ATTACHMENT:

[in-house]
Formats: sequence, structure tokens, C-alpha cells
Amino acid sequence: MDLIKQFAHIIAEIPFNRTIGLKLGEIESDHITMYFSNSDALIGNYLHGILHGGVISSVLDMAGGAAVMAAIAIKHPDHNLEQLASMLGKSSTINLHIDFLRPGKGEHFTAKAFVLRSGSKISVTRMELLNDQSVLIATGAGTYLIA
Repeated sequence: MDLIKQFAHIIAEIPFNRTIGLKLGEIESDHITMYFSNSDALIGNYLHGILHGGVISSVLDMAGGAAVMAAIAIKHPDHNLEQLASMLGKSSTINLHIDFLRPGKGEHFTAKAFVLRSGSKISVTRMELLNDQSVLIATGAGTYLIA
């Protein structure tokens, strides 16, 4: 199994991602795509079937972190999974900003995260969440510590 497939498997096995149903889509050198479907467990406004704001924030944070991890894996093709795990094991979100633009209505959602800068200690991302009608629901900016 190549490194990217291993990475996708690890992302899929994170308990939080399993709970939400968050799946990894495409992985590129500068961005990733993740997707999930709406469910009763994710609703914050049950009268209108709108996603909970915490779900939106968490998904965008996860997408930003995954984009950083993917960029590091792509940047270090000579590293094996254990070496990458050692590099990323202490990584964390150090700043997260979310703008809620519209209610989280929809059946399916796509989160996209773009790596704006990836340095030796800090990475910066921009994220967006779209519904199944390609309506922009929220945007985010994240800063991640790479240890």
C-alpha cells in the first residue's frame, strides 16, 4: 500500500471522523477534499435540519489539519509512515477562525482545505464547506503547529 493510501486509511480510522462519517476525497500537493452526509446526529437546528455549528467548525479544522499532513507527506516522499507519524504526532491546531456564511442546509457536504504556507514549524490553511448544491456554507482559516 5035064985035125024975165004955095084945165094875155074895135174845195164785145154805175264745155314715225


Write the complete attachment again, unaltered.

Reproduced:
[in-house]
Formats: sequence, structure tokens, C-alpha cells
Amino acid sequence: MDLIKQFAHIIAEIPFNRTIGLKLGEIESDHITMYFSNSDALIGNYLHGILHGGVISSVLDMAGGAAVMAAIAIKHPDHNLEQLASMLGKSSTINLHIDFLRPGKGEHFTAKAFVLRSGSKISVTRMELLNDQSVLIATGAGTYLIA
Repeated sequence: MDLIKQFAHIIAEIPFNRTIGLKLGEIESDHITMYFSNSDALIGNYLHGILHGGVISSVLDMAGGAAVMAAIAIKHPDHNLEQLASMLGKSSTINLHIDFLRPGKGEHFTAKAFVLRSGSKISVTRMELLNDQSVLIATGAGTYLIA
């Protein structure tokens, strides 16, 4: 199994991602795509079937972190999974900003995260969440510590 497939498997096995149903889509050198479907467990406004704001924030944070991890894996093709795990094991979100633009209505959602800068200690991302009608629901900016 190549490194990217291993990475996708690890992302899929994170308990939080399993709970939400968050799946990894495409992985590129500068961005990733993740997707999930709406469910009763994710609703914050049950009268209108709108996603909970915490779900939106968490998904965008996860997408930003995954984009950083993917960029590091792509940047270090000579590293094996254990070496990458050692590099990323202490990584964390150090700043997260979310703008809620519209209610989280929809059946399916796509989160996209773009790596704006990836340095030796800090990475910066921009994220967006779209519904199944390609309506922009929220945007985010994240800063991640790479240890």
C-alpha cells in the first residue's frame, strides 16, 4: 500500500471522523477534499435540519489539519509512515477562525482545505464547506503547529 493510501486509511480510522462519517476525497500537493452526509446526529437546528455549528467548525479544522499532513507527506516522499507519524504526532491546531456564511442546509457536504504556507514549524490553511448544491456554507482559516 5035064985035125024975165004955095084945165094875155074895135174845195164785145154805175264745155314715225